This will allow them to be intentional in not crossing the line, which in turn will put them in a better position to demonstrate to a jury — as Sheeran did — the difference between sounding similar and copying, i.e., the line between influence and infringement.

Second, whenever there is a concern that a song sounds too similar to something else, musicians and record labels should consult with attorneys with musical expertise before a song is released.

Understanding the degree of risk that a song will draw a copyright infringement claim, and the likelihood of such a claim being successful, will allow the songwriter to consider making changes before it is too late.

Or, if the songwriter does not want to change anything, they can consider reaching out to the other artist and negotiate a noncollaborative songwriting credit. Failure to address the issue until after a song is released can be costly, both monetarily and reputationally.

In short, the message to songwriters and their counsel is simple: Don’t be afraid, be smart. Understand the risks inherent in the songwriting process and be proactive in minimizing those risks.

Then, if despite doing everything right, you still face a copyright infringement claim, you will be in the best position to follow Sheeran’s example and successfully defend your creativity and artistry at trial. Happy songwriting!

Jonathan E. Phillips is a partner and Latrice M. Burks is an associate at Larson LLP.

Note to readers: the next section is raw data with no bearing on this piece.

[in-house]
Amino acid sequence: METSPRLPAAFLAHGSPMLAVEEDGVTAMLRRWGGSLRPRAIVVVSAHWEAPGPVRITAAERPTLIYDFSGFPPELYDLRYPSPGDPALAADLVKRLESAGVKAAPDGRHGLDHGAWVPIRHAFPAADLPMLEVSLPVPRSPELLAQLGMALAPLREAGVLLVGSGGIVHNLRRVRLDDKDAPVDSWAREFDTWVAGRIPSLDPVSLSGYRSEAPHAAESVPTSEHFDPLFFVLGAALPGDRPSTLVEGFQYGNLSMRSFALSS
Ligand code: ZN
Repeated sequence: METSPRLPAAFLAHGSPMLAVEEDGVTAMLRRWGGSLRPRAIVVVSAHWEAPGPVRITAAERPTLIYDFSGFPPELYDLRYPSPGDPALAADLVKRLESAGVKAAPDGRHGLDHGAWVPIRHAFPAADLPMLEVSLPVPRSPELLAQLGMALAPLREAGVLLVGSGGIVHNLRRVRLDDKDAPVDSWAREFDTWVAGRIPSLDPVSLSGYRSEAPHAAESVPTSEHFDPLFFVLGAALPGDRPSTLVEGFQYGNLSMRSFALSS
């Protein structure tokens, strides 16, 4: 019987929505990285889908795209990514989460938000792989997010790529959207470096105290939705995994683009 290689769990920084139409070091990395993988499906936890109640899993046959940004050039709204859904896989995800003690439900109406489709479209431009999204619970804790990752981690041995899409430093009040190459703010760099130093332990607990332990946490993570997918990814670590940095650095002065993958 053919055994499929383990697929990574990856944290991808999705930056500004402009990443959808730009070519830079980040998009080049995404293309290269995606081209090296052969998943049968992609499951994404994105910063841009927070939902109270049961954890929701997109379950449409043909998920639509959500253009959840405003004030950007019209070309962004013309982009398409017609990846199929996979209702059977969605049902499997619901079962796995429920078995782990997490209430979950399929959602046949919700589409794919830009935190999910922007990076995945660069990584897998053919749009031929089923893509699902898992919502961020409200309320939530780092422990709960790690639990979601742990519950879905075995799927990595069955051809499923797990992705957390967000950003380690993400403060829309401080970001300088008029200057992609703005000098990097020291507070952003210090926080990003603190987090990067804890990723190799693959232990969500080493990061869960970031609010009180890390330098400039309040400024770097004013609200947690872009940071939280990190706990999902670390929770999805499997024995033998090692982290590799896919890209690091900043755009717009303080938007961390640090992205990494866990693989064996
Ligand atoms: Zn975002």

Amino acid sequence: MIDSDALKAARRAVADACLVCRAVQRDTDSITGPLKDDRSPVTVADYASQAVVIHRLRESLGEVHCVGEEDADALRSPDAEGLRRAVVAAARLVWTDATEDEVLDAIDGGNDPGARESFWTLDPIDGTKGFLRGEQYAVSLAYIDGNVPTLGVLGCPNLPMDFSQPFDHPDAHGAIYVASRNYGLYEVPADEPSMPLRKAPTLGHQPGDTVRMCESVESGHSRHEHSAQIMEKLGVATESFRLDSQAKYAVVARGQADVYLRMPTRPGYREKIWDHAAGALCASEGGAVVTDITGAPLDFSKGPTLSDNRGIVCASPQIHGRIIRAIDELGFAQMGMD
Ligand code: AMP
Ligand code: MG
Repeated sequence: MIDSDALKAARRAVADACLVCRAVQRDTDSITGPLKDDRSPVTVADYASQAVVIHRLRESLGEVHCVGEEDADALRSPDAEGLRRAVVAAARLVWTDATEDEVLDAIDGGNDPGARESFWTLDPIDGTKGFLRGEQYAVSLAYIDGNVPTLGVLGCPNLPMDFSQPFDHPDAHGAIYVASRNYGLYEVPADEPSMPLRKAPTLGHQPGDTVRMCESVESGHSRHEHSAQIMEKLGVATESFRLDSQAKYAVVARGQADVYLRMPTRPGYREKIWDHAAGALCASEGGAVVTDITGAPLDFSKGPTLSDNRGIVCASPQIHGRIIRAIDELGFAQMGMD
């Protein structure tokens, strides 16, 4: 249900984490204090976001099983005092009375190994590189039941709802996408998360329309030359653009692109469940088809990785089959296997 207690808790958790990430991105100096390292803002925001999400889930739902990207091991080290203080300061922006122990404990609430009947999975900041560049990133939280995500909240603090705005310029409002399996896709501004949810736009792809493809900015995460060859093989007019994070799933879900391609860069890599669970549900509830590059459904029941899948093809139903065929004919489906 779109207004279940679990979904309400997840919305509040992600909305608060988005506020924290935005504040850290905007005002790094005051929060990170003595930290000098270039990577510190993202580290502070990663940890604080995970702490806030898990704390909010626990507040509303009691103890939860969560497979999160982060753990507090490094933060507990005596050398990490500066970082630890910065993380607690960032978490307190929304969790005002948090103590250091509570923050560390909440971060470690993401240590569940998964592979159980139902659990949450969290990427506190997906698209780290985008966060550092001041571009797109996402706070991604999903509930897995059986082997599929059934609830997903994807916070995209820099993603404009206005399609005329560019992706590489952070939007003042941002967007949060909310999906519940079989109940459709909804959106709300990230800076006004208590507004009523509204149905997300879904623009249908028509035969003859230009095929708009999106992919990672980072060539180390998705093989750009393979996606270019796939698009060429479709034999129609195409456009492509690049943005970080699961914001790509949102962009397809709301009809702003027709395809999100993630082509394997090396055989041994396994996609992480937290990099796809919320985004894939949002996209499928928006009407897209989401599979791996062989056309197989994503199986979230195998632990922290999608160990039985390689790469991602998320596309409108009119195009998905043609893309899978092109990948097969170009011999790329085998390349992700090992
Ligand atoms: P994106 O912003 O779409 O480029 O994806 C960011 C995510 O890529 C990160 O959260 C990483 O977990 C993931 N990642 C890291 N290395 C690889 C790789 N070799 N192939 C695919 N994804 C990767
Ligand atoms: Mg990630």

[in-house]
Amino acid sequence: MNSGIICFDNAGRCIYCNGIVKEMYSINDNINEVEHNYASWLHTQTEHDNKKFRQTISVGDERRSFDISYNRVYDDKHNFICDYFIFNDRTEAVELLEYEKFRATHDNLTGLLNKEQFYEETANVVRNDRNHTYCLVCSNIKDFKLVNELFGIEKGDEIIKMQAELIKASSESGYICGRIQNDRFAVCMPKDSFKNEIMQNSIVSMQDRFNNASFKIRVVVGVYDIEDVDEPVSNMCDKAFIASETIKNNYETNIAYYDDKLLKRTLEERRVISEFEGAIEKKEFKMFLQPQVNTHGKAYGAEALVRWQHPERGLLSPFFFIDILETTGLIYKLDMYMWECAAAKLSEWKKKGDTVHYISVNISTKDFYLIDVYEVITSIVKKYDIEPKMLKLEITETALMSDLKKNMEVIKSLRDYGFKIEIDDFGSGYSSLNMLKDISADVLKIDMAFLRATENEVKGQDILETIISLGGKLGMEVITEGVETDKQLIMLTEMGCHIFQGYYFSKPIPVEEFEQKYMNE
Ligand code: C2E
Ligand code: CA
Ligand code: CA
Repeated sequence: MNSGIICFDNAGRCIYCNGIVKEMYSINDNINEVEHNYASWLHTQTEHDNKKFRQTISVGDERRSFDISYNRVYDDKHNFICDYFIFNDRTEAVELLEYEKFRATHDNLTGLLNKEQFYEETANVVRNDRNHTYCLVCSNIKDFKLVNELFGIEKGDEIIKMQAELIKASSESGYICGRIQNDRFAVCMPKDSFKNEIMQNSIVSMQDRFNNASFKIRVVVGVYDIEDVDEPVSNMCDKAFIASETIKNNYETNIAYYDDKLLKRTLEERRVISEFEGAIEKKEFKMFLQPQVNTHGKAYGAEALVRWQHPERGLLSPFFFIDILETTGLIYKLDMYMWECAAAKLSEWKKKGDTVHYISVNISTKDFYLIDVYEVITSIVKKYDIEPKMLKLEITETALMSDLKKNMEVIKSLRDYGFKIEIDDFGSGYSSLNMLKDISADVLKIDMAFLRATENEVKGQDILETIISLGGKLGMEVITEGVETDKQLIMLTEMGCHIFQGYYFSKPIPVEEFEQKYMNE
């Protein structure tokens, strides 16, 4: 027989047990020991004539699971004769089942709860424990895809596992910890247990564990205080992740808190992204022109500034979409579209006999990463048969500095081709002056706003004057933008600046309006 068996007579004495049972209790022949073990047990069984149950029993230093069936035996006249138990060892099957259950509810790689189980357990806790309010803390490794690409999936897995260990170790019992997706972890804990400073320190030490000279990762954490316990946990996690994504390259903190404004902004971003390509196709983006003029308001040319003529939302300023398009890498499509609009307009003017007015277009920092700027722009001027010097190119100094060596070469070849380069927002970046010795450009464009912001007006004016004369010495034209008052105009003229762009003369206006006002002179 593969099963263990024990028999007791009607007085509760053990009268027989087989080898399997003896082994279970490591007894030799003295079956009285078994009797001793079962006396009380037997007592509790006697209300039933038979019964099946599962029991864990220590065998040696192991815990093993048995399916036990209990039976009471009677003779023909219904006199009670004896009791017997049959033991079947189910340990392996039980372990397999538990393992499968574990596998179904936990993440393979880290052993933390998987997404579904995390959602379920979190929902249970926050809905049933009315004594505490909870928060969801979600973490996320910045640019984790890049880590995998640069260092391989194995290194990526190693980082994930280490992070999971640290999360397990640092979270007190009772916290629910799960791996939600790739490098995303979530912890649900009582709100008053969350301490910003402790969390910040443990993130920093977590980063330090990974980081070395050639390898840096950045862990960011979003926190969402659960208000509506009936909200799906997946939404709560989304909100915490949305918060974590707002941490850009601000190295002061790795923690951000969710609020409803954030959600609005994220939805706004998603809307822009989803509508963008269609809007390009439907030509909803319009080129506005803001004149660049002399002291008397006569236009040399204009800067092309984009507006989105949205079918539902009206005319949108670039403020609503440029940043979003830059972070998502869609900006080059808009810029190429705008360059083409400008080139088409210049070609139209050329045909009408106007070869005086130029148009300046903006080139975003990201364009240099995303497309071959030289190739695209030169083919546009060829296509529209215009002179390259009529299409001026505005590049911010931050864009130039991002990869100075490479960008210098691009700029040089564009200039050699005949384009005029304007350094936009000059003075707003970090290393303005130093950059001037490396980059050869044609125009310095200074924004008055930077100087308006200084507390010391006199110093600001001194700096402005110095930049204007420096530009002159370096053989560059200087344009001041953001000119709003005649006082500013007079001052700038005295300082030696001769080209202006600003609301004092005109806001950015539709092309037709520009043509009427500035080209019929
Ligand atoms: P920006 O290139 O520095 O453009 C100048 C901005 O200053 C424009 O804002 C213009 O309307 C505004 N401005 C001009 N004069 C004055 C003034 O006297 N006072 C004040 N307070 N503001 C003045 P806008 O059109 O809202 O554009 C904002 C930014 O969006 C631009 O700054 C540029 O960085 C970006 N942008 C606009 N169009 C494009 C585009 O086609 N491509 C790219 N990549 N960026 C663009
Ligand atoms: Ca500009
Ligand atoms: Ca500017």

The opinions expressed are those of the author(s) and do not necessarily reflect the views of their employer, its clients, or Portfolio Media Inc., or any of its or their respective affiliates. This article is for general information purposes and is not intended to be and should not be taken as legal advice.

[1] Pharrell Williams et al v. Bridgeport Music Inc et al, Case No. 2:13-cv-06004, United States District Court for the Central District of California, Decision Date: Mar. 10, 2015.

[2] Structured Asset Sales LLC v. Sheeran et al, Case No. 1:18-cv-05839, United States District Court for the Southern District of New York, Decision Date: May 16, 2023.

[3] “Ed Sheeran Testified That He Will Quit Music If He Loses Copyright Case,” NowThis News, May 3, 2023.

[4] “Robin Thicke on that banned video, collaborating with 2 Chainz and Kendrick Lamar, and his new film,” Stelios Phili, GQ, May 6, 2013.

[5] “Robin Thicke takes the stand, plays keyboard in court during ‘Blurred Lines’ trial,” ABC7 News, Feb. 26, 2015.

[6] “Ed Sheeran wins copyright case and claims that if he had lost “we might as well say goodbye to the creative freedom of songwriters,” Ben Rogerson, MusicRadar, May 4, 2023.

Download the PDF version of the article here.